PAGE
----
Please take a look at Articles on self-defense/conflict/violence for introductions to the references found in the bibliography page.

Please take a look at my bibliography if you do not see a proper reference to a post.

Please take a look at my Notable Quotes

Hey, Attention on Deck!

Hey, NOTHING here is PERSONAL, get over it - Teach Me and I will Learn!

When you begin to feel like you are a tough guy, a warrior, a master of the martial arts or that you have lived a tough life, just take a moment and get some perspective with the following:

I've stopped knives that were coming to disembowel me

I've clawed for my gun while bullets ripped past me

I've dodged as someone tried to put an ax in my skull

I've fought screaming steel and left rubber on the road to avoid death

I've clawed broken glass out of my body after their opening attack failed

I've spit blood and body parts and broke strangle holds before gouging eyes

I've charged into fires, fought through blizzards and run from tornados

I've survived being hunted by gangs, killers and contract killers

The streets were my home, I hunted in the night and was hunted in turn

Please don't brag to me that you're a survivor because someone hit you. And don't tell me how 'tough' you are because of your training. As much as I've been through I know people who have survived much, much worse. - Marc MacYoung


The postings on this blog are my interpretation of readings, studies and experiences therefore errors and omissions are mine and mine alone. The content surrounding the extracts of books, see bibliography on this blog site, are also mine and mine alone therefore errors and omissions are also mine and mine alone and therefore why I highly recommended one read, study, research and fact find the material for clarity. My effort here is self-clarity toward a fuller understanding of the subject matter. See the bibliography for information on the books. Please make note that this article/post is my personal analysis of the subject and the information used was chosen or picked by me. It is not an analysis piece because it lacks complete and comprehensive research, it was not adequately and completely investigated and it is not balanced, i.e., it is my personal view without the views of others including subject experts, etc. Look at this as “Infotainment rather then expert research.” This is an opinion/editorial article/post meant to persuade the reader to think, decide and accept or reject my premise. It is an attempt to cause change or reinforce attitudes, beliefs and values as they apply to martial arts and/or self-defense. It is merely a commentary on the subject in the particular article presented.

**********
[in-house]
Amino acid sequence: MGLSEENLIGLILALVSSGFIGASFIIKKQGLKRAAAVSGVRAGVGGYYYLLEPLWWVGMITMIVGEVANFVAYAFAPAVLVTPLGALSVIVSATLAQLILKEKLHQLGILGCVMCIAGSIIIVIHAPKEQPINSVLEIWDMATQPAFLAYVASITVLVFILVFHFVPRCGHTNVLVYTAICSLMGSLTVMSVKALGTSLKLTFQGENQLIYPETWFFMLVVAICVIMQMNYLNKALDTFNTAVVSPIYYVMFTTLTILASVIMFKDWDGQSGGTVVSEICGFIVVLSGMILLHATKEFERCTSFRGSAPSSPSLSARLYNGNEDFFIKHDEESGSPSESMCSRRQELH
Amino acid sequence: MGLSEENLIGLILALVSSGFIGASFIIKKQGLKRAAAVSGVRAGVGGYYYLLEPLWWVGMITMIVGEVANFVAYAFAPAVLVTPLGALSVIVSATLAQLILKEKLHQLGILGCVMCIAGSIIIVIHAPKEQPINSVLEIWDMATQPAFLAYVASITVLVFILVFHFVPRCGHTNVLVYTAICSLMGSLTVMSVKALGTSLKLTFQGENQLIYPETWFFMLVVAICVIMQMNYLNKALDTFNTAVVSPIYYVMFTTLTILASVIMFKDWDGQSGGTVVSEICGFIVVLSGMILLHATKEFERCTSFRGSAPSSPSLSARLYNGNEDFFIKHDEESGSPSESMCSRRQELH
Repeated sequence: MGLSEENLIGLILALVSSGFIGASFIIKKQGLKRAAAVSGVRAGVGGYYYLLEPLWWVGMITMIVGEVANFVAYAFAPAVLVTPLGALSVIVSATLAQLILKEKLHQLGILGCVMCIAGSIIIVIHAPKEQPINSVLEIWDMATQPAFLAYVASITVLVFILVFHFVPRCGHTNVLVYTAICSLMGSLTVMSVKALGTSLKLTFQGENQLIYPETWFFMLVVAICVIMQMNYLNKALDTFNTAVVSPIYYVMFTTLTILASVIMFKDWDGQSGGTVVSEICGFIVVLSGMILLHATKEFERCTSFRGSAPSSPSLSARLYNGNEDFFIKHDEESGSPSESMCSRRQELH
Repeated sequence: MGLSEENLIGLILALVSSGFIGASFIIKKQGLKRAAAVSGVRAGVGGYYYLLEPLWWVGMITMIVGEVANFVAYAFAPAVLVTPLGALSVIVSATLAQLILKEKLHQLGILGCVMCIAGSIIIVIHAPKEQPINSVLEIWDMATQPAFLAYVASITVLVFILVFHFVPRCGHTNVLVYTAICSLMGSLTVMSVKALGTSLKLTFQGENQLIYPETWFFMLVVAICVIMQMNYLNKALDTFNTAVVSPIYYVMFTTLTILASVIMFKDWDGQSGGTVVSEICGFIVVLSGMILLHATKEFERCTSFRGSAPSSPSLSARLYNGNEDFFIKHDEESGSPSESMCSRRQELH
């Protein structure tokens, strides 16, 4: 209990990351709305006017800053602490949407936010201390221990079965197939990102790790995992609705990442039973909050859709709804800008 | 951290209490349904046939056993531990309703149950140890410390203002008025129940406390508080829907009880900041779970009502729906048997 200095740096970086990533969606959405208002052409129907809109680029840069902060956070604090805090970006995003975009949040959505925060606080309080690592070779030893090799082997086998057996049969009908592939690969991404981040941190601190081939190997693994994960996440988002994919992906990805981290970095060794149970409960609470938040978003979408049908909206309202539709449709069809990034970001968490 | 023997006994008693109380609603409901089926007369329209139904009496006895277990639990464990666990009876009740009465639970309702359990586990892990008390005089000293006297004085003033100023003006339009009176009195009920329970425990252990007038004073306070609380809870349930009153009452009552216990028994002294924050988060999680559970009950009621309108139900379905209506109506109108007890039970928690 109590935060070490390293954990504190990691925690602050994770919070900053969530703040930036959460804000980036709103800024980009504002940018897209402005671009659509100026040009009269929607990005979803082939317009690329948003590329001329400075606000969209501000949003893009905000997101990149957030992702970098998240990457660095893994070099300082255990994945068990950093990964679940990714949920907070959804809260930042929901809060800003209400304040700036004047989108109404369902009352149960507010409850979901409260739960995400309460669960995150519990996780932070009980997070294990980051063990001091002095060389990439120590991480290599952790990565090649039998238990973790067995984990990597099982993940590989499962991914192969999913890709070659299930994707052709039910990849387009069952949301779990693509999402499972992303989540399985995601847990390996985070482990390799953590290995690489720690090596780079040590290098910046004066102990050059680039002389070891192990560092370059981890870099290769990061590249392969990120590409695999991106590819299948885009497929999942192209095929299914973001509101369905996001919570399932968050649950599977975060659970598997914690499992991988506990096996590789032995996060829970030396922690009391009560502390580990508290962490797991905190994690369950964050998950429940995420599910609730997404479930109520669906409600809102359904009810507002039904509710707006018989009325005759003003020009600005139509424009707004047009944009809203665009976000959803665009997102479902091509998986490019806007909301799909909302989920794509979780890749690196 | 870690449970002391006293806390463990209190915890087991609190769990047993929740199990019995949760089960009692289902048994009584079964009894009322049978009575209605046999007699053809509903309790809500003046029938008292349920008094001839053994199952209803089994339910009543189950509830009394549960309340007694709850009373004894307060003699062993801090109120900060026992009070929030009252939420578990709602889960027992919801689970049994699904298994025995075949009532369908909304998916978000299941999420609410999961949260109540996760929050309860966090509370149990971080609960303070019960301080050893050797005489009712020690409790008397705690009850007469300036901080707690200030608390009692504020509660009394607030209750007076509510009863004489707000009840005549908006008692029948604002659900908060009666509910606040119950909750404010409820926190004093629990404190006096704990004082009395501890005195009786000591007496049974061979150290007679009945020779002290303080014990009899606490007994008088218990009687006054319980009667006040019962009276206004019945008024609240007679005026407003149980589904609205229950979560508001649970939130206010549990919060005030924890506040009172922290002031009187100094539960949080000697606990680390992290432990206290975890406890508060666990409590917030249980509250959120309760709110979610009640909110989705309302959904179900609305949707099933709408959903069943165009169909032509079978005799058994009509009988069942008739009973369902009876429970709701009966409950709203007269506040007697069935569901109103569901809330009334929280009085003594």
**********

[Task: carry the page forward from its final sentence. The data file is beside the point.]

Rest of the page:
Note: I will endevor to provide a bibliography and italicize any direct quotes from the materials I use for this blog. If there are mistakes, errors, and/or omissions, I take full responsibility for them as they are mine and mine alone. If you find any mistakes, errors, and/or omissions please comment and let me know along with the correct information and/or sources.

“What you are reading right now is a blog. It’s written and posted by me, because I want to. I get no financial remuneration for writing it. I don’t have to meet anyone’s criteria in order to post it. Not only I don’t have an employer or publisher, but I’m not even constrained by having to please an audience. If people won’t like it, they won’t read it, but I won’t lose anything by it. Provided I don’t break any laws (libel, incitement to violence, etc.), I can post whatever I want. This means that I can write openly and honestly, however controversial my opinions may be. It also means that I could write total bullshit; there is no quality control. I could be biased. I could be insane. I could be trolling. … not all sources are equivalent, and all sources have their pros and cons. These needs to be taken into account when evaluating information, and all information should be evaluated. - God’s Bastard, Sourcing Sources (this applies to this and other blogs by me as well; if you follow the idea's, advice or information you are on your own, don't come crying to me, it is all on you do do the work to make sure it works for you!)

“You should prepare yourself to dedicate at least five or six years to your training and practice to understand the philosophy and physiokinetics of martial arts and karate so that you can understand the true spirit of everything and dedicate your mind, body and spirit to the discipline of the art.” - cejames (note: you are on your own, make sure you get expert hands-on guidance in all things martial and self-defense)

“All I say is by way of discourse, and nothing by way of advice. I should not speak so boldly if it were my due to be believed.” - Montaigne

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Self-Defense is Layered Security